In 2020, the UN Convention on Biological Diversity (CBD) Secretariat released the zero draft (the draft used to begin negotiations) of the post-2020 global biodiversity framework, an international treaty negotiated and ratified by 196 nations, which included text recognizing the rights of nature. In a later draft, language recognizing the rights of nature was replaced with more vague language about “employing rights-based approaches.” In 2022, the Conference of the Parties to the Convention on Biological Diversity (COP 15) was held in two parts, one in Kunming, China, in October and the second in Montreal, Canada, in December. The final framework agreement was released on December 18, 2022. It adopts 23 conservation targets as well as guidance for implementation. The framework highlights rights-based protections for Nature in several sections.
For example, the framework “recognizes and considers … diverse value systems and concepts, including, for those countries that recognize them, rights of nature and rights of Mother Earth, as being an integral part of its successful implementation” (Section C(9)). Additionally, the framework calls for at least $200 billion by 2030 to implement national biodiversity strategies and action plans, including “Mother Earth centric actions” that are defined to include ecocentric and rights based approaches that promote the continuity of all living beings and their communities (Target 19).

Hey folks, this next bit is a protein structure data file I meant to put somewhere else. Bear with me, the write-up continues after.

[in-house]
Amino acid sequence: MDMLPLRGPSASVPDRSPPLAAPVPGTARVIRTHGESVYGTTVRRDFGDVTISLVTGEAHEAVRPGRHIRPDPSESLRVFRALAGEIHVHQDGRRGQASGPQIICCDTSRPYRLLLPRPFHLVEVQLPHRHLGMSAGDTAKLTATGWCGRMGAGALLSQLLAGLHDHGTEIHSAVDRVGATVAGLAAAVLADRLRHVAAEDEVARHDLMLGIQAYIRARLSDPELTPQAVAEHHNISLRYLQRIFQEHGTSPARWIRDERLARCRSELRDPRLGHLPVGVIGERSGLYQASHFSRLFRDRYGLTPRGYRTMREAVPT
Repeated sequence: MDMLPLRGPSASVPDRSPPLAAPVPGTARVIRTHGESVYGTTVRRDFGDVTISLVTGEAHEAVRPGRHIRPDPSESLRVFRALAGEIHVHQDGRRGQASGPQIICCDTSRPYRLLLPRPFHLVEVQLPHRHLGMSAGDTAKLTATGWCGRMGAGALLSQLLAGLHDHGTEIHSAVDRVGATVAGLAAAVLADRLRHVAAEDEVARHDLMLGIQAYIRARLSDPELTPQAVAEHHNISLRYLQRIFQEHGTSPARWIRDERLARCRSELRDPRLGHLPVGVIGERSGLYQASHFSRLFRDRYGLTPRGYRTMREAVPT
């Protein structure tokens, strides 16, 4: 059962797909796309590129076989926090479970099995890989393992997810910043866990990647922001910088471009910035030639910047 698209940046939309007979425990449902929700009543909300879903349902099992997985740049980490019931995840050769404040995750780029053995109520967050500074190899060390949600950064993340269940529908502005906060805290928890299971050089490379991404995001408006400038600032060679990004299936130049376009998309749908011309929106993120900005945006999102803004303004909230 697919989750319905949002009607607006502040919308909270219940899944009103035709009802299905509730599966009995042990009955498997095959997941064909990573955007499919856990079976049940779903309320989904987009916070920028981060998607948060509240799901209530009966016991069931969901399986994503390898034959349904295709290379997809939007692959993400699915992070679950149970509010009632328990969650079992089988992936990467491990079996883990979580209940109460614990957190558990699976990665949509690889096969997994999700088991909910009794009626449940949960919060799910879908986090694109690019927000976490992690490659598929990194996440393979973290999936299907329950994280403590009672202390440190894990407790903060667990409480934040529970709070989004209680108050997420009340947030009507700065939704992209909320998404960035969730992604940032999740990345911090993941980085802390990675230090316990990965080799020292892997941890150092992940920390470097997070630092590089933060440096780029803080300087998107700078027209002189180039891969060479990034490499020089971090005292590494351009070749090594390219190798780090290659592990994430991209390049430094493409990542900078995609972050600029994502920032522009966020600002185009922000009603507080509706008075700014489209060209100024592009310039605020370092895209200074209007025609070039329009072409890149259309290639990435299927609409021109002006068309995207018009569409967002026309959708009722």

Delegates from Bolivia championed the inclusion of Rights of Nature and Rights of Mother Earth (terms that are roughly synonymous) with support from Ecuador and New Zealand, while negotiating with countries who originally opposed the text (Argentina, Japan, the EU, and Australia, among others). Opposition largely derived from countries stating that their legal systems do not have similar laws, but ultimately negotiators reached consensus on the final text.
In addition to support for the Rights of Nature, one of the major outcomes of the framework is support for 30×30, a commitment to preserve 30 percent of all land and seas by the year 2030. This is backed with strong language to ensure protection of Indigenous rights, a concern of many for implementing protected areas without infringing on traditional territories.